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On Interpreting the Regression Discontinuity Design as a Local Experiment

In: Regression Discontinuity Designs

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  • Jasjeet S. Sekhon
  • Rocío Titiunik

Abstract

We discuss the two most popular frameworks for identification, estimation and inference in regression discontinuity (RD) designs: the continuity-based framework, where the conditional expectations of the potential outcomes are assumed to be continuous functions of the score at the cutoff, and the local randomization framework, where the treatment assignment is assumed to be as good as randomized in a neighborhood around the cutoff. Using various examples, we show that (i) assuming random assignment of the RD running variable in a neighborhood of the cutoff implies neither that the potential outcomes and the treatment are statistically independent, nor that the potential outcomes are unrelated to the running variable in this neighborhood; and (ii) assuming local independence between the potential outcomes and the treatment does not imply the exclusion restriction that the score affects the outcomes only through the treatment indicator. Our discussion highlights key distinctions between “locally randomized” RD designs and real experiments, including that statistical independence and random assignment are conceptually different in RD contexts, and that the RD treatment assignment rule places no restrictions on how the score and potential outcomes are related. Our findings imply that the methods for RD estimation, inference, and falsification used in practice will necessarily be different (both in formal properties and in interpretation) according to which of the two frameworks is invoked.

Suggested Citation

  • Jasjeet S. Sekhon & Rocío Titiunik, 2017. "On Interpreting the Regression Discontinuity Design as a Local Experiment," Advances in Econometrics, in: Regression Discontinuity Designs, volume 38, pages 1-28, Emerald Group Publishing Limited.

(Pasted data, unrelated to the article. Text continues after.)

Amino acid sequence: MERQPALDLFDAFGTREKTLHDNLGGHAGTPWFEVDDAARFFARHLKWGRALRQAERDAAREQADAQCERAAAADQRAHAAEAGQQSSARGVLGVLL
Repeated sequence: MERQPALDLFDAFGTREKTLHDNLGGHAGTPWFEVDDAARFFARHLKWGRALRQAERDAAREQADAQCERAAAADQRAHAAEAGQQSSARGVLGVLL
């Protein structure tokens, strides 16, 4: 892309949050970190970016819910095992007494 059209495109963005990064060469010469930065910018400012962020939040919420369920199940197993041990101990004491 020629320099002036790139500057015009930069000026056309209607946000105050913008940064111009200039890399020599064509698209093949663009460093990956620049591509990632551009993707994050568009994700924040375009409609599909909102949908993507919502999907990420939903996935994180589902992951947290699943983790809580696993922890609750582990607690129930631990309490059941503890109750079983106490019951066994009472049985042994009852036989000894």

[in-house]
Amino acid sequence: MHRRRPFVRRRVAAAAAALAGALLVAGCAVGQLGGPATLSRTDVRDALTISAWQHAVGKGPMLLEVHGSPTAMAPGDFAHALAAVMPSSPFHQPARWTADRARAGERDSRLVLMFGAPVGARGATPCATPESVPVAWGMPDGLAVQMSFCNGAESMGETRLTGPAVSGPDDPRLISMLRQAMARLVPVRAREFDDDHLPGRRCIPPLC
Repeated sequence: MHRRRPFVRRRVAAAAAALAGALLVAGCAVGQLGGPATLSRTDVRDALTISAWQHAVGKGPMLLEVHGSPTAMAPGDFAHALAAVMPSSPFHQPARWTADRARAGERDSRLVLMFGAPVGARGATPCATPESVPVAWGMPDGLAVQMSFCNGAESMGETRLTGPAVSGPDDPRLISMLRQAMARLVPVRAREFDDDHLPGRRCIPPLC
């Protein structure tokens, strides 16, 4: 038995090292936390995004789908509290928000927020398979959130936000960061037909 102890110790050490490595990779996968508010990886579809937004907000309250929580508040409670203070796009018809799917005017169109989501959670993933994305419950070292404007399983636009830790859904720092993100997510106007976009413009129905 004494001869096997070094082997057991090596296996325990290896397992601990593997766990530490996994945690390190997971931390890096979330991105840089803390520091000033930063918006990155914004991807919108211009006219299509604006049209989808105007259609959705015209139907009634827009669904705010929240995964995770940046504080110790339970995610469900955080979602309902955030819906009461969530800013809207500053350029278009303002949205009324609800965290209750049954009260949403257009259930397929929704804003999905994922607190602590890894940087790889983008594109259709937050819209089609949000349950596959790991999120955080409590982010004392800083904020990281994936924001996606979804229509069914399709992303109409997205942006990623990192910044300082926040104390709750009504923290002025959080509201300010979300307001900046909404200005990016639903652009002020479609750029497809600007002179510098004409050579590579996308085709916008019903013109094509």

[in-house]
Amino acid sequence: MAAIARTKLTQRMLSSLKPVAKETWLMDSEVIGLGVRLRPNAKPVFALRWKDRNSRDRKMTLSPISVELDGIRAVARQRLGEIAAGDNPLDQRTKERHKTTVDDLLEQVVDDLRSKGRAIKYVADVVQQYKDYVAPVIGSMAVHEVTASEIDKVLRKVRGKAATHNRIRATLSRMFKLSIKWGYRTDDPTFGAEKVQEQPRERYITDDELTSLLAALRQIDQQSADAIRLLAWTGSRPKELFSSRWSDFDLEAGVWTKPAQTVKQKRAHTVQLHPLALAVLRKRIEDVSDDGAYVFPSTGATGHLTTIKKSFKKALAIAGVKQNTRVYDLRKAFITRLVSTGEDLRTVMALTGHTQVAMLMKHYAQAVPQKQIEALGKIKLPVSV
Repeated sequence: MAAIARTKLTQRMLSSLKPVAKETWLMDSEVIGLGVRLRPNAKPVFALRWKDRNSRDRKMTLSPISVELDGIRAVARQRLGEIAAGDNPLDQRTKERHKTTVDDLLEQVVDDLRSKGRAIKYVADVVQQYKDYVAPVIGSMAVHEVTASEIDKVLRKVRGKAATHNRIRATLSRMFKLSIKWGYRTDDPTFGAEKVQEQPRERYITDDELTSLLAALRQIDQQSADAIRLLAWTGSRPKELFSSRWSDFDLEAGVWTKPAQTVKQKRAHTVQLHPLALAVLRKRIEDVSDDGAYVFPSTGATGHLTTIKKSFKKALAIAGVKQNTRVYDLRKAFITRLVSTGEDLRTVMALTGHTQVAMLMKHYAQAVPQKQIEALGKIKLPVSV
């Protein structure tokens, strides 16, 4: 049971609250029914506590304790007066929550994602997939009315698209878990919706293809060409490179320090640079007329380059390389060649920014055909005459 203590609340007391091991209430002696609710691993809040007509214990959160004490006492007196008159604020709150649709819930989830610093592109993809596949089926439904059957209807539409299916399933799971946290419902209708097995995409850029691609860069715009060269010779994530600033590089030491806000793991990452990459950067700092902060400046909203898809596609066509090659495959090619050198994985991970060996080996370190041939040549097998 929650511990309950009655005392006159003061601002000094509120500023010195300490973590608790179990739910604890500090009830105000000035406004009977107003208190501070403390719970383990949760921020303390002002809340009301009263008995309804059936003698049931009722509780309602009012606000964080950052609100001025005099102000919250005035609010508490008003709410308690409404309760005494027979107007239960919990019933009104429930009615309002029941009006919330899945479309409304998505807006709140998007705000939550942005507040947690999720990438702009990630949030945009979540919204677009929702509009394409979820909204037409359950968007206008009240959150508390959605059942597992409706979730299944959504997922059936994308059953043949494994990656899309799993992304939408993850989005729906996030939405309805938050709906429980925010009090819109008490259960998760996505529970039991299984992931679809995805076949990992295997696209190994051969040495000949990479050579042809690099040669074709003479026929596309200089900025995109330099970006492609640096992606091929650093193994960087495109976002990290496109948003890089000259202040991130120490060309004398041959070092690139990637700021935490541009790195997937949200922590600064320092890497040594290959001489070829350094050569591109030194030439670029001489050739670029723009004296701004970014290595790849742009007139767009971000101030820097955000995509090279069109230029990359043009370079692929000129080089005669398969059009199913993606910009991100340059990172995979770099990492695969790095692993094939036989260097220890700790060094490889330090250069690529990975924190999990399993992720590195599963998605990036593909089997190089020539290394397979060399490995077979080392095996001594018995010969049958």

• Handle: RePEc:eme:aecozz:s0731-905320170000038001
    DOI: 10.1108/S0731-905320170000038001
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    Citations

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    Cited by:

    1. Yusuke Narita & Kohei Yata, 2021. "Algorithm is Experiment: Machine Learning, Market Design, and Policy Eligibility Rules," Working Papers 2021-022, Human Capital and Economic Opportunity Working Group.
    2. Sebastian Calonico & Matias D. Cattaneo & Max H. Farrell & Rocío Titiunik, 2019. "Regression Discontinuity Designs Using Covariates," The Review of Economics and Statistics, MIT Press, vol. 101(3), pages 442-451, July.
    3. Matakos, Konstantinos & Savolainen, Riikka & Troumpounis, Orestis & Tukiainen, Janne & Xefteris, Dimitrios, 2018. "Electoral Institutions and Intraparty Cohesion," Working Papers 109, VATT Institute for Economic Research.
    4. Atı̇la Abdulkadı̇roğlu & Joshua D. Angrist & Yusuke Narita & Parag Pathak, 2022. "Breaking Ties: Regression Discontinuity Design Meets Market Design," Econometrica, Econometric Society, vol. 90(1), pages 117-151, January.
    5. Sebastian Calonico & Matias D Cattaneo & Max H Farrell, 2020. "Optimal bandwidth choice for robust bias-corrected inference in regression discontinuity designs [Econometric methods for program evaluation]," The Econometrics Journal, Royal Economic Society, vol. 23(2), pages 192-210.
    6. Nicholas A. Bowman & Nayoung Jang, 2022. "What is the Purpose of Academic Probation? Its Substantial Negative Effects on Four-Year Graduation," Research in Higher Education, Springer;Association for Institutional Research, vol. 63(8), pages 1285-1311, December.
    7. Crespo Cristian, 2020. "Beyond Manipulation: Administrative Sorting in Regression Discontinuity Designs," Journal of Causal Inference, De Gruyter, vol. 8(1), pages 164-181, January.
    8. Narita, Yusuke & Yata, Kohei, 2022. "Algorithm is Experiment: Machine Learning, Market Design, and Policy Eligibility Rules," CEI Working Paper Series 2021-05, Center for Economic Institutions, Institute of Economic Research, Hitotsubashi University.
    9. Narita, Yusuke & Yata, Kohei, 2022. "Algorithm is Experiment: Machine Learning, Market Design, and Policy Eligibility Rules," Discussion Paper Series 730, Institute of Economic Research, Hitotsubashi University.
    10. Berg, Heléne, 2020. "On the returns to holding political office (Is it worth it?)," Journal of Economic Behavior & Organization, Elsevier, vol. 178(C), pages 840-865.
    11. Crespo Cristian, 2020. "Beyond Manipulation: Administrative Sorting in Regression Discontinuity Designs," Journal of Causal Inference, De Gruyter, vol. 8(1), pages 164-181, January.

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